BY ARAM SUREN HAMPARIAN
This April, for the first time since 1915, the 24th falls on Easter Sunday on the Armenian Church calendar.
And so, on this sacred day, for the first time since the Armenian Genocide, Armenians will join together as Christians to celebrate the ascension of Christ after his earthly death upon the cross, and also, as Armenians – heirs of an ancient people that arose nearly a century ago from the ashes of genocide – to mark our own rebirth as a nation.
We will recall with pride our resurrection as a people from the fires of hatred that nearly consumed us in 1915, even as we remember, with both sadness and alarm, that this smoldering but still strong hatred may yet, if not quenched by the waters of justice, spark again to burn the surviving sons and daughters of our ancient homeland.
As a people who believe in the power of faith and forgiveness, we seek a true and enduring redemption for the Republic of Turkey through repentance and return. For, just as scripture tells us that the truth will set us free, so too will justice set us all upon the path to peace.
For Turkey’s leaders and government, the difficult path to true forgiveness must pass through a sincere confession of past sins and an apology for all harm, the full return of all that must rightfully be rendered to the victims of its crimes, and an abiding renunciation of hatred and violence toward the modern-day sons and daughters of those who lived on the biblical lands in and around Ararat for thousands of years.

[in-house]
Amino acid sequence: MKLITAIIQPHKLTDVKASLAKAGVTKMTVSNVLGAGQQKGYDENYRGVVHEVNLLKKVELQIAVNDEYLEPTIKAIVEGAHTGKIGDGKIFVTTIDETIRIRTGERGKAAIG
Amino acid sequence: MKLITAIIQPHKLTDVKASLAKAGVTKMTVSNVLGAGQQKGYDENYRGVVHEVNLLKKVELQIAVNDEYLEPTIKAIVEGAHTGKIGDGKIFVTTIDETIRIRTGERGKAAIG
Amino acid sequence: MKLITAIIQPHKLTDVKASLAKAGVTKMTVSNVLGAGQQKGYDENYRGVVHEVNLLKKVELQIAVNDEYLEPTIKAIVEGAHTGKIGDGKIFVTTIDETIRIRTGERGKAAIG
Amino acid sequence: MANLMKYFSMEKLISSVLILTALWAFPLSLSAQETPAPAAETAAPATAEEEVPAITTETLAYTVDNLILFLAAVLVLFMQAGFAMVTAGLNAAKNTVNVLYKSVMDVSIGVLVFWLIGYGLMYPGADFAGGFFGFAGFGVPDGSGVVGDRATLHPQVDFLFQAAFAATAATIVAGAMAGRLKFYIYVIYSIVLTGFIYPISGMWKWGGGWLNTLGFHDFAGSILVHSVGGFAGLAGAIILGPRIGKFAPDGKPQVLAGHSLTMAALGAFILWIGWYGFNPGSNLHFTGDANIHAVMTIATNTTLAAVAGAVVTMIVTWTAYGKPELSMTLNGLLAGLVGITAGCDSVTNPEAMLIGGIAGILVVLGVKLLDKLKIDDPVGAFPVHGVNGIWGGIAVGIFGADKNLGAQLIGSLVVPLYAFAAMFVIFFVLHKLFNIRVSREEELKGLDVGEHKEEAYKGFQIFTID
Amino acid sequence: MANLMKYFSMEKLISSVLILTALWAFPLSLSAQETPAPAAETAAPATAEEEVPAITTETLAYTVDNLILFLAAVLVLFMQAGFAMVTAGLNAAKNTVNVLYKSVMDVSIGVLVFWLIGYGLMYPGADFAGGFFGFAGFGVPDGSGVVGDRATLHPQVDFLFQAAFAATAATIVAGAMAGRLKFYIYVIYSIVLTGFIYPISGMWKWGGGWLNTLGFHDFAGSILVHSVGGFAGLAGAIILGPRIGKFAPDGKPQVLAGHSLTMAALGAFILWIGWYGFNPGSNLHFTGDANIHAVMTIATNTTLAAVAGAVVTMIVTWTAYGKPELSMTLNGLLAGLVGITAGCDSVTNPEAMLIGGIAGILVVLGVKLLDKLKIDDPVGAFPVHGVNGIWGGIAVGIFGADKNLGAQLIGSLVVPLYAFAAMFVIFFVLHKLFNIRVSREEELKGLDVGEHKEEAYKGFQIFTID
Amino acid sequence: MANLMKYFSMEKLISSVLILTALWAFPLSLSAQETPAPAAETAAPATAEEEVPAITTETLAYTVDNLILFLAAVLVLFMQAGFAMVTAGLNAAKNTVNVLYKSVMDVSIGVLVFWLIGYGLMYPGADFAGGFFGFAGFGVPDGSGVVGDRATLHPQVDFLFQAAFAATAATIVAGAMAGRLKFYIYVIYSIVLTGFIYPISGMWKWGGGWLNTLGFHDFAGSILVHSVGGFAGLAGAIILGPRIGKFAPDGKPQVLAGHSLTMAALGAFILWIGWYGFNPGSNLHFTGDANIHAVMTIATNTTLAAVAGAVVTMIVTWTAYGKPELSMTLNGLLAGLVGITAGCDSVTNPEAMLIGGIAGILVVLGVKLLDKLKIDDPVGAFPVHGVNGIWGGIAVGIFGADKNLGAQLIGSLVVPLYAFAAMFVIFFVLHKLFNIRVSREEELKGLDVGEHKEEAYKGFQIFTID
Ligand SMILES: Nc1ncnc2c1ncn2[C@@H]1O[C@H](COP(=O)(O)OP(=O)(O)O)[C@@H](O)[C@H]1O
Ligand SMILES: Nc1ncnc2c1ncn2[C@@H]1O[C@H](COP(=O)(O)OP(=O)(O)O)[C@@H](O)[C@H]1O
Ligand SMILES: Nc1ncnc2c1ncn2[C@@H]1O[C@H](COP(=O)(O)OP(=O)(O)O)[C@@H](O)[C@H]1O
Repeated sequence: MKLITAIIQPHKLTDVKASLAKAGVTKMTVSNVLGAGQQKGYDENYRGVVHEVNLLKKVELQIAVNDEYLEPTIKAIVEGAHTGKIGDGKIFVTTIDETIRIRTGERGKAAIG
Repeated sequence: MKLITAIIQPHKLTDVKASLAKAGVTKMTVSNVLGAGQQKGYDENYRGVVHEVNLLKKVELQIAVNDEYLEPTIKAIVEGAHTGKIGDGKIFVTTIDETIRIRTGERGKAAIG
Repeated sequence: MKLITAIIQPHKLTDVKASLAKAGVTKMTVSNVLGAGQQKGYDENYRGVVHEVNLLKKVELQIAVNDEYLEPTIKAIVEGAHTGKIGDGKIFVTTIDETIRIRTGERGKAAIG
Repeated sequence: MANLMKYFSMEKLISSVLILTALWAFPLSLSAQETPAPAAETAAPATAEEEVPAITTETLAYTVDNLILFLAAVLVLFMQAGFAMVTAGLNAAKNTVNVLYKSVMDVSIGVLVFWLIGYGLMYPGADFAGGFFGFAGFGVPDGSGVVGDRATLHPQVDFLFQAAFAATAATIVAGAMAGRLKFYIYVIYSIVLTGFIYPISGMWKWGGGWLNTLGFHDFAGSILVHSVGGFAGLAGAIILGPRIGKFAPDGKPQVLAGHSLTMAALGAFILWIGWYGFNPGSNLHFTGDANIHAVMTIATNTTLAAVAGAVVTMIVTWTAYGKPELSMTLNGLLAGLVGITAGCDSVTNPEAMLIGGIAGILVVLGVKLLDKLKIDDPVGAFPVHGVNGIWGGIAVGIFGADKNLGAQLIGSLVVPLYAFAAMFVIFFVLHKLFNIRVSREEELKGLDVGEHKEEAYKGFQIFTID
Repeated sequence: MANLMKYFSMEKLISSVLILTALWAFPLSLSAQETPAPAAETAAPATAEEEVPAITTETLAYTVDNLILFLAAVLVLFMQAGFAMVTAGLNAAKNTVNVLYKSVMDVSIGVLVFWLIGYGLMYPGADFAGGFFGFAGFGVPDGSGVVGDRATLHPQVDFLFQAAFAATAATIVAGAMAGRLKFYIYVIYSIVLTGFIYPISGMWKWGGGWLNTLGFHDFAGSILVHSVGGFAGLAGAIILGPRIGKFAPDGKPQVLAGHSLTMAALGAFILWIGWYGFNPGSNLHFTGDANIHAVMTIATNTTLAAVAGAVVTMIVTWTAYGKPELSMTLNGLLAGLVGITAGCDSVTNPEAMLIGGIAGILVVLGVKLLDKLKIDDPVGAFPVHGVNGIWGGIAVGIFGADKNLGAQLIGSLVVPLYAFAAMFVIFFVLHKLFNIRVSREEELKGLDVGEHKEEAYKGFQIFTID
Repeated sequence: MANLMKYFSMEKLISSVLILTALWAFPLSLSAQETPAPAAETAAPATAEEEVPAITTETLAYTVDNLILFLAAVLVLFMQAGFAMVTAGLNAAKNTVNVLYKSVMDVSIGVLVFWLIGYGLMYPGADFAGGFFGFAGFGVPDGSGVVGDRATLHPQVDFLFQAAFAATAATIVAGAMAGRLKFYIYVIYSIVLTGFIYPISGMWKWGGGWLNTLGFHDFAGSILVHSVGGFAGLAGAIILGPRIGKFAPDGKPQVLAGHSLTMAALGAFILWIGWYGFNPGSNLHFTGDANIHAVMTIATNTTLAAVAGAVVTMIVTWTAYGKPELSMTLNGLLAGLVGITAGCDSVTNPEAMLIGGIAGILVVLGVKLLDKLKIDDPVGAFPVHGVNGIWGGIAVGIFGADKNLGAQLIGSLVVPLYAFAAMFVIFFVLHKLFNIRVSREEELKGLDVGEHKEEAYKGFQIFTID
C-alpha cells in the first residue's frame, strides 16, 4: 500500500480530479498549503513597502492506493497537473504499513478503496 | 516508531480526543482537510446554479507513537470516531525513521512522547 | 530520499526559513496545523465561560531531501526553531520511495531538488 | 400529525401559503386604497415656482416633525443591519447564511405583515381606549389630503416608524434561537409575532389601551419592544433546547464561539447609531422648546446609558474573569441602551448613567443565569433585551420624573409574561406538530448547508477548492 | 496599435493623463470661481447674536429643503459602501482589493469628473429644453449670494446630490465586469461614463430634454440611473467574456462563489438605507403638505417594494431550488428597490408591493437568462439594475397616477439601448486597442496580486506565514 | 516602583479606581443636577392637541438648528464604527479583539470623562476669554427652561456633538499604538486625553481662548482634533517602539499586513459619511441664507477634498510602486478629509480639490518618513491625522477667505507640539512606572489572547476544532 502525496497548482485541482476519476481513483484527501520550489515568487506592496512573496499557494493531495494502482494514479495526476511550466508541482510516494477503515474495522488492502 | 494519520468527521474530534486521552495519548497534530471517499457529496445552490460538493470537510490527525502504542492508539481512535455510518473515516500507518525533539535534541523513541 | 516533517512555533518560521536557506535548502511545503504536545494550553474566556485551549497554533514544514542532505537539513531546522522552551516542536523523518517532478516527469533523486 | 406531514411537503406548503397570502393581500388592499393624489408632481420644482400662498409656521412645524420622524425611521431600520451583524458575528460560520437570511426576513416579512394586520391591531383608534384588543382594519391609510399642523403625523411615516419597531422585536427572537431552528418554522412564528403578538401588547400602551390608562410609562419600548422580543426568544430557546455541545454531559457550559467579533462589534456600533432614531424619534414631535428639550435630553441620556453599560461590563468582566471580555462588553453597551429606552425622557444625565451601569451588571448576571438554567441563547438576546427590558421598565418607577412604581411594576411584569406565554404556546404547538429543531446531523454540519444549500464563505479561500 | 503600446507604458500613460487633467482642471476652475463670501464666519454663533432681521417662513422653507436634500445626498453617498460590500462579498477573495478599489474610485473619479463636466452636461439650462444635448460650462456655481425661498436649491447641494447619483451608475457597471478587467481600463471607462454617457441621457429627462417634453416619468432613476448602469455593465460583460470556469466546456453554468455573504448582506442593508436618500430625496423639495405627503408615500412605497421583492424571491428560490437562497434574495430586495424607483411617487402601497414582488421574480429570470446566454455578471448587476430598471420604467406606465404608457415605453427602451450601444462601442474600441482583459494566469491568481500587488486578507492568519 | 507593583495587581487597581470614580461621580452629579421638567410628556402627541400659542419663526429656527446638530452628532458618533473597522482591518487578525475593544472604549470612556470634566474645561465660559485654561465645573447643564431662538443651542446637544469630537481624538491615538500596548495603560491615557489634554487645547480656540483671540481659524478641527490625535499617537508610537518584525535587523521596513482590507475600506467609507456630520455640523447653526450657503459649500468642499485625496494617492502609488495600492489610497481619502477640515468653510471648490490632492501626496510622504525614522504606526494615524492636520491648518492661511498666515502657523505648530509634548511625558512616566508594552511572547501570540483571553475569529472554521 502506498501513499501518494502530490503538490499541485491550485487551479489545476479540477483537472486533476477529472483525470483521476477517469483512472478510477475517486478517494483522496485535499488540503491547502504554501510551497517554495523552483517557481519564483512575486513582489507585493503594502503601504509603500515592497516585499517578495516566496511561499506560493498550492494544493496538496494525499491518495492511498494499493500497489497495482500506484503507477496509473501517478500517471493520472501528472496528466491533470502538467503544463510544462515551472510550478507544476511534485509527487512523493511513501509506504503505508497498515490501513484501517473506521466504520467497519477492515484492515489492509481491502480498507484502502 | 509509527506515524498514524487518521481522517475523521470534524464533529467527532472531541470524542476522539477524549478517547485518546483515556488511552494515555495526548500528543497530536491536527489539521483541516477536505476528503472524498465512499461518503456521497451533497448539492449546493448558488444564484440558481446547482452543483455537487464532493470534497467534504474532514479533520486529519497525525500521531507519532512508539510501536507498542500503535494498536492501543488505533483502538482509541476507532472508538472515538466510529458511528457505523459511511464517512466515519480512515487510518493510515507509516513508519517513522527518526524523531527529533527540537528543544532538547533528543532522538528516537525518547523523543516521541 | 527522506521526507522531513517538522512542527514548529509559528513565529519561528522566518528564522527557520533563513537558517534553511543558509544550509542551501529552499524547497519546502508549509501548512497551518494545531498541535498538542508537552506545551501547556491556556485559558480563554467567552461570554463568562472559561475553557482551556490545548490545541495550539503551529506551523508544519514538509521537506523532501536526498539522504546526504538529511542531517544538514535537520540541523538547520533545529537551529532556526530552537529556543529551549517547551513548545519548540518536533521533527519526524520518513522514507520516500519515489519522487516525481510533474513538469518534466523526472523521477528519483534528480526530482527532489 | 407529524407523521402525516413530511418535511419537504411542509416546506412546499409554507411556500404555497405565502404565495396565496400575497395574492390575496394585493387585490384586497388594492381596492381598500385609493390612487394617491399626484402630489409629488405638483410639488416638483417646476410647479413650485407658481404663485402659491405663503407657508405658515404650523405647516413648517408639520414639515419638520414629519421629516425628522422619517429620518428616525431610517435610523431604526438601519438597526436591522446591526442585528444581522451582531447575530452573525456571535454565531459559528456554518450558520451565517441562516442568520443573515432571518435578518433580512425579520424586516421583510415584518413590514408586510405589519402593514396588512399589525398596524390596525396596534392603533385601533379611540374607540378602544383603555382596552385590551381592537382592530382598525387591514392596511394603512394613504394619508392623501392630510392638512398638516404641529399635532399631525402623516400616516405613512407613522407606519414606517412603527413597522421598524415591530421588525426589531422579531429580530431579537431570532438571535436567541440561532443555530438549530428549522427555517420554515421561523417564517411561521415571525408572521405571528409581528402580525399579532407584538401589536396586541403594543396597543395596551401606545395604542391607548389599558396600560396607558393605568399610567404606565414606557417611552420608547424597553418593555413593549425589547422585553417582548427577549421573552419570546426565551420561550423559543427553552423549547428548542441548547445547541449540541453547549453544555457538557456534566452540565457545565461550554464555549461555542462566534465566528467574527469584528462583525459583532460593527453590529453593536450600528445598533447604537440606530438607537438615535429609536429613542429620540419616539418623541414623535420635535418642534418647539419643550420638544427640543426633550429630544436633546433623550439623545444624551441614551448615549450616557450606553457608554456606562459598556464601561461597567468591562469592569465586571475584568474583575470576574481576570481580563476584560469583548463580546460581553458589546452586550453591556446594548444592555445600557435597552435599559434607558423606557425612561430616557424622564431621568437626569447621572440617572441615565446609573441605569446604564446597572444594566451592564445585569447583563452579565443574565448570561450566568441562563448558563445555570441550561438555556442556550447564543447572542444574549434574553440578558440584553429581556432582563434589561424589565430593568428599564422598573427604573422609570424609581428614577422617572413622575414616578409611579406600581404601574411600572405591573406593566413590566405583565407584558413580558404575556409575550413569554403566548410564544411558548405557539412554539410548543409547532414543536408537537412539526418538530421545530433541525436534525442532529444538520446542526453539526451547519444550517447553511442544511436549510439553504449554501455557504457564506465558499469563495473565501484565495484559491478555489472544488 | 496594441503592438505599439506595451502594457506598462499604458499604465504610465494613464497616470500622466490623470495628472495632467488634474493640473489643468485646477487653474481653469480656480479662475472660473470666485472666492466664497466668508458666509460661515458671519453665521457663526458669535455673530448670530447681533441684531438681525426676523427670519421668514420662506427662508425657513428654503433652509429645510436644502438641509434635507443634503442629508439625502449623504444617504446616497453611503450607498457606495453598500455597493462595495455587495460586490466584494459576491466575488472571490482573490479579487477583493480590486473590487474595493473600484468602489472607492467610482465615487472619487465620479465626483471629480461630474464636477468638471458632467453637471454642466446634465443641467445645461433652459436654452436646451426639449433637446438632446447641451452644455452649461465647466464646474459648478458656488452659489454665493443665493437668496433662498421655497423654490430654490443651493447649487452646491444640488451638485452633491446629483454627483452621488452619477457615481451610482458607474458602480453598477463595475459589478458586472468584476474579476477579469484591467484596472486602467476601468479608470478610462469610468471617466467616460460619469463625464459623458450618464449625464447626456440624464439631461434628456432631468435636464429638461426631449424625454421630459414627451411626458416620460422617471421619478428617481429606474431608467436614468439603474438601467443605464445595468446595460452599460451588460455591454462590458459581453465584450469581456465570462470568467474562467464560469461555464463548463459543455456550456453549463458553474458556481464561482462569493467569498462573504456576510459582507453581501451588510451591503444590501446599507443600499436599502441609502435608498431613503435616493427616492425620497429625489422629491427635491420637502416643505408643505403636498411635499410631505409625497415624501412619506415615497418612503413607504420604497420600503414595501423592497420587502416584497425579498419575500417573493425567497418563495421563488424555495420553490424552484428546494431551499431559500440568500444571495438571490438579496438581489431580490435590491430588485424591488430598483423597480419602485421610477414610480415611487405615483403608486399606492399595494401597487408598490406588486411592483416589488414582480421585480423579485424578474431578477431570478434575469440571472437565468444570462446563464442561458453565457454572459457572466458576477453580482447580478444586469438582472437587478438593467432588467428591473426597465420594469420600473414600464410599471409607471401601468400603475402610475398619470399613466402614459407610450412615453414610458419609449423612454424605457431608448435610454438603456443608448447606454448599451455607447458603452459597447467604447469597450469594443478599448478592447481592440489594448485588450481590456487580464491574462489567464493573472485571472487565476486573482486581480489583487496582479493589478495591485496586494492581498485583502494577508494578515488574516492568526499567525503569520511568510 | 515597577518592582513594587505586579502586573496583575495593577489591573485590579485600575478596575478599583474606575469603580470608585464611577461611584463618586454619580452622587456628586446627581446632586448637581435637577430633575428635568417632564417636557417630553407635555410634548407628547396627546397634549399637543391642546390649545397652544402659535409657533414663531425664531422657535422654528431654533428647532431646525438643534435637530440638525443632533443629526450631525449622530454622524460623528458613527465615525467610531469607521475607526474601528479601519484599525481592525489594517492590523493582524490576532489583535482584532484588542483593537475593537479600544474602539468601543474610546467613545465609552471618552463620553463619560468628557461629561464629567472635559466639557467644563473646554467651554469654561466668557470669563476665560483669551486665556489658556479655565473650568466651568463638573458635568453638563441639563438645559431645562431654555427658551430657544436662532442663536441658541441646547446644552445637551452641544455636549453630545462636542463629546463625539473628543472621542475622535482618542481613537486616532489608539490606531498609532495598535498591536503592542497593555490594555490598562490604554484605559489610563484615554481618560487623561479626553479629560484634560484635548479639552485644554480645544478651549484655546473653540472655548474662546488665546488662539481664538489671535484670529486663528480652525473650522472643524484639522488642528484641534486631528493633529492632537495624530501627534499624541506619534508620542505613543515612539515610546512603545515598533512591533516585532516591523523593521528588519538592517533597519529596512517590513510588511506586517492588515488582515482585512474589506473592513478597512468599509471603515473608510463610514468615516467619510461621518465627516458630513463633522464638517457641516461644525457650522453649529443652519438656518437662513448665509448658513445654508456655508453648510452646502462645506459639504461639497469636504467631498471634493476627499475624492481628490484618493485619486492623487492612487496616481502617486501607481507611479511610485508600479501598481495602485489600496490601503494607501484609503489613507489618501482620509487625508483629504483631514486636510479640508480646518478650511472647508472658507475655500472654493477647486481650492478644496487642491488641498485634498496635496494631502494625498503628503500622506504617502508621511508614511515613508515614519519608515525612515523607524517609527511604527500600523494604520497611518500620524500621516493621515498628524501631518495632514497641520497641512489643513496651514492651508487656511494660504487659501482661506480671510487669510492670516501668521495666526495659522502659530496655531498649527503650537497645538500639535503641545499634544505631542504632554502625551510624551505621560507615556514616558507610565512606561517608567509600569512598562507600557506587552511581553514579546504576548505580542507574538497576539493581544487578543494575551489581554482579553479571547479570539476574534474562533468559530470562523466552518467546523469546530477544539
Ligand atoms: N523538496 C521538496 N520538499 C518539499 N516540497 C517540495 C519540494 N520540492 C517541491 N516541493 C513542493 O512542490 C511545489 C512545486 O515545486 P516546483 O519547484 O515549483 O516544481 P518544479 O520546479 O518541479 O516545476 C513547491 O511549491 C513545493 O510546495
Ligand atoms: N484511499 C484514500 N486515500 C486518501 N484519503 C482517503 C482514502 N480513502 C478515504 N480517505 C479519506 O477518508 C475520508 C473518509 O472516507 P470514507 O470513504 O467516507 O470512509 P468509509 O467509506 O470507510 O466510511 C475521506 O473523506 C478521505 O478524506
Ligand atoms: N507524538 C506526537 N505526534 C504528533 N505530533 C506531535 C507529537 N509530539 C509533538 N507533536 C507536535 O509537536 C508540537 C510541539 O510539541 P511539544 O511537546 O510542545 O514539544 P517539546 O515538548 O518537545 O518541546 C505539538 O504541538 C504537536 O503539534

Turkey must repent in word and deed.
Redeem itself in spirit and action.
Renounce evil, and all the fruits of its evil crimes.
And render to the Armenians all that once was and remains Armenian.
There can be no better place to start than the immediate return of all churches, monasteries, relics, and other religious properties, not only to the Armenians, but to all the Christians of these ancient biblical lands.
And, finally, as Armenians, children of the first nation to adopt Christianity, as we approach this holiest of days, we call upon all of our brothers and sisters in faith worldwide – Christians, Muslims, Jews, believers of all denominations and faiths, and those who hold no faith – to join with us in offering a prayer for the Armenian, Assyrian, Chaldean, Syriac, Pontian, Greek, and other victims of the Ottoman Empire’s World War I-era genocide of its Christian minorities.